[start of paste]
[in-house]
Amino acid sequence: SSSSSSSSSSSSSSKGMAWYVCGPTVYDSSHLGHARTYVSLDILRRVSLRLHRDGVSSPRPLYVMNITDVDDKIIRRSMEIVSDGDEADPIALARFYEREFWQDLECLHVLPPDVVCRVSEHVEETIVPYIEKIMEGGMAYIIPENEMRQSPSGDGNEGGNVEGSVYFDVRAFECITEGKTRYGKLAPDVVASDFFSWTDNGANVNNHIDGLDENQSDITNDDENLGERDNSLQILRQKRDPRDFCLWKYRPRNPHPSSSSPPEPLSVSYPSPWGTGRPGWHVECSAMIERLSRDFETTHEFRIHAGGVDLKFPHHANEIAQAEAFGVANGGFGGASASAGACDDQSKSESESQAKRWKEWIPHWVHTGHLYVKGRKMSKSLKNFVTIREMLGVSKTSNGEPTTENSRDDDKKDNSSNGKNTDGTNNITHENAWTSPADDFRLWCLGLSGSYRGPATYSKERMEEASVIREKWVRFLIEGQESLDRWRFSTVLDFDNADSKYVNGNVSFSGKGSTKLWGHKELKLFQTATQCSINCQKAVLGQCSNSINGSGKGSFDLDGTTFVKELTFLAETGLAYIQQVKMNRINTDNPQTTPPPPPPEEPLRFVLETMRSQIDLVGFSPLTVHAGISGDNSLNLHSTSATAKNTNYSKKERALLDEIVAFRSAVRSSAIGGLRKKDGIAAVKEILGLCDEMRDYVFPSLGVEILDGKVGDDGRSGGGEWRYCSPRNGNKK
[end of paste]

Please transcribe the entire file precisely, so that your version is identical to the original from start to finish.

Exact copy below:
[in-house]
Amino acid sequence: SSSSSSSSSSSSSSKGMAWYVCGPTVYDSSHLGHARTYVSLDILRRVSLRLHRDGVSSPRPLYVMNITDVDDKIIRRSMEIVSDGDEADPIALARFYEREFWQDLECLHVLPPDVVCRVSEHVEETIVPYIEKIMEGGMAYIIPENEMRQSPSGDGNEGGNVEGSVYFDVRAFECITEGKTRYGKLAPDVVASDFFSWTDNGANVNNHIDGLDENQSDITNDDENLGERDNSLQILRQKRDPRDFCLWKYRPRNPHPSSSSPPEPLSVSYPSPWGTGRPGWHVECSAMIERLSRDFETTHEFRIHAGGVDLKFPHHANEIAQAEAFGVANGGFGGASASAGACDDQSKSESESQAKRWKEWIPHWVHTGHLYVKGRKMSKSLKNFVTIREMLGVSKTSNGEPTTENSRDDDKKDNSSNGKNTDGTNNITHENAWTSPADDFRLWCLGLSGSYRGPATYSKERMEEASVIREKWVRFLIEGQESLDRWRFSTVLDFDNADSKYVNGNVSFSGKGSTKLWGHKELKLFQTATQCSINCQKAVLGQCSNSINGSGKGSFDLDGTTFVKELTFLAETGLAYIQQVKMNRINTDNPQTTPPPPPPEEPLRFVLETMRSQIDLVGFSPLTVHAGISGDNSLNLHSTSATAKNTNYSKKERALLDEIVAFRSAVRSSAIGGLRKKDGIAAVKEILGLCDEMRDYVFPSLGVEILDGKVGDDGRSGGGEWRYCSPRNGNKK